When Alastair Richards’ name wasn’t called out for the final Vic Metro team of the national championships, it would have been understandable for him to feel deflated.
But such is the character of the Sandringham Dragons midfielder, he fashioned the disappointment into fuel for his season.
“Although I didn’t get to play the last game it probably wasn’t much of a surprise because I knew I didn’t have the best carnival up until that point,” he said.
“Obviously I was pretty cut … but all of my mates and coaches really rallied around me.”
Richards used the disappointment to propel him towards a stellar second half of the TAC Cup season, helping Sandringham to a third consecutive finals campaign.
The 187cm midfielder is averaging 22.8 disposals in his second TAC Cup season, ranking 13th in the competition.
As humble as he is talented, Richards credits his success to managing the stresses of Year 12 at St Kevin’s College and playing APS football and the TAC Cup.
“For me, it was important when I wasn’t playing to still attend the trainings,” he said.
“So even though I wasn’t playing games on the weekend (with the Dragons) it was still important for me to be chatting to everyone, keeping in contact and keeping upto-date with how the team was going so that when I came back into it, it wouldn’t be a big surprise.”
According to Sandringham Dragons and Vic Metro assistant coach Jackson Kornberg, hard work has been the key to Richards’ growth in 2018.
“Al has really developed this year, he was lucky enough to play in our grand final side last year which I think gave him a great understanding of the level required to play a high-pressure TAC game,” he said.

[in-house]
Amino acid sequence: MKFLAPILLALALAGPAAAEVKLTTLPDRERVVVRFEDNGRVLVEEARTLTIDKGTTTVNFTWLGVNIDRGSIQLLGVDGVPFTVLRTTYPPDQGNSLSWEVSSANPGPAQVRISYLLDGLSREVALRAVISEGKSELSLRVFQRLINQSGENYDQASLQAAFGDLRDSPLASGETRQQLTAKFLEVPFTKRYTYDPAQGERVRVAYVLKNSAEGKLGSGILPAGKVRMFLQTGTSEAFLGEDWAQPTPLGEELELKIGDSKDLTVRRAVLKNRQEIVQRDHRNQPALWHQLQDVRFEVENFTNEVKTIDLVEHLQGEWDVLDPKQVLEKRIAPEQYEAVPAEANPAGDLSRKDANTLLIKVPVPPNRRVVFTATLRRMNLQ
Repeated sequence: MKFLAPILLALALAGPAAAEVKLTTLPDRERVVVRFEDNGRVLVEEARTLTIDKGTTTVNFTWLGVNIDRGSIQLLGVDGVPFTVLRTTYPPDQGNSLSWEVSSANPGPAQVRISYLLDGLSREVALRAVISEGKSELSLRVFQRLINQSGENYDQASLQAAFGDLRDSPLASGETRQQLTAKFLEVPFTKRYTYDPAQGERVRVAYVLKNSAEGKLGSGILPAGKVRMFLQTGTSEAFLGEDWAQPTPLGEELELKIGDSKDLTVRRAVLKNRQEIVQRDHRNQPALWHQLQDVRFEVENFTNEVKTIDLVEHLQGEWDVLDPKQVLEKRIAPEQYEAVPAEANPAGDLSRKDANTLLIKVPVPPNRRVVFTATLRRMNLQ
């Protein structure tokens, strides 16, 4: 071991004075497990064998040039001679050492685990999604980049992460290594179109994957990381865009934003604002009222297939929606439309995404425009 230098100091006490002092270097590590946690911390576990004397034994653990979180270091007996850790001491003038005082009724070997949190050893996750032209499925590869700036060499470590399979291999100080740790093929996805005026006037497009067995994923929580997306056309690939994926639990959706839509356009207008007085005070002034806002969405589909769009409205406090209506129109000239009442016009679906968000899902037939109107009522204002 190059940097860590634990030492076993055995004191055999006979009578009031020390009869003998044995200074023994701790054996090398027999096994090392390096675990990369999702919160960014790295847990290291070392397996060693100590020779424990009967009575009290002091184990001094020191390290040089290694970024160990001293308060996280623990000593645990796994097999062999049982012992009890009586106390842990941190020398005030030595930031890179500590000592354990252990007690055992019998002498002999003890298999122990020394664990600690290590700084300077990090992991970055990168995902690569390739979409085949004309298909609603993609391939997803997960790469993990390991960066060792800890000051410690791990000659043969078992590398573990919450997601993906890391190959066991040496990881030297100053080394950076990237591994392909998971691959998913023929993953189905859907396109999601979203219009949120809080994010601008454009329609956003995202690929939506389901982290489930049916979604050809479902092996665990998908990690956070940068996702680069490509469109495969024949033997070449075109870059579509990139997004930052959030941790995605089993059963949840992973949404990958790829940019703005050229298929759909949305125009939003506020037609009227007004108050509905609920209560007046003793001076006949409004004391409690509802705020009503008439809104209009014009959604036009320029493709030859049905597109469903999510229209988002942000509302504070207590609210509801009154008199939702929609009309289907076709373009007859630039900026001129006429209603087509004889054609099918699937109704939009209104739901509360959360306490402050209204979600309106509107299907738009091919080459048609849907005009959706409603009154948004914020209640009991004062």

“He started this year across halfback but has transitioned into the midfield.
“He has been able to really use his weapons of speed and burst, especially out of the stoppage.”
Despite a successful transition into the midfield, Richards believes he is most damaging off the halfback line.
As a bottom-ager he played in the Dragons’ two-point grand final loss last year as the 23rd man.
“It was a good experience playing with top-agers, especially those really gun top-agers when they went into finals,” he said.
“I felt like I could take some of the professionalism and their leadership in the finals last year to this season.”
The guidance of players like last year’s No 2 pick Andrew Brayshaw steered Richards in the right direction — he was named in the Dragons’ leadership squad ahead of the season.
However, the most significant accolade for Richards was knowing his coaches and peers saw strong leadership skills in him.
“It was a bit of a pump-up because after the pre-season that is when you bond and so it was really nice of all the players to think that I would be a good enough leader for them,’’ he said.
Richards was invited to test at the 2018 State Combine ahead of this year’s national draft, and for assistant coach Kornberg, it was no surprise.
“He’s certainly got AFL attributes, he played two games for Vic Metro and after missing the last game he handled the disappointment really well and to his credit came and really impacted back at the Dragons in the school holidays,” he said.
“Above all, Al is a really respectable kid who is inclusive of all and he’s terrific to have around the club.”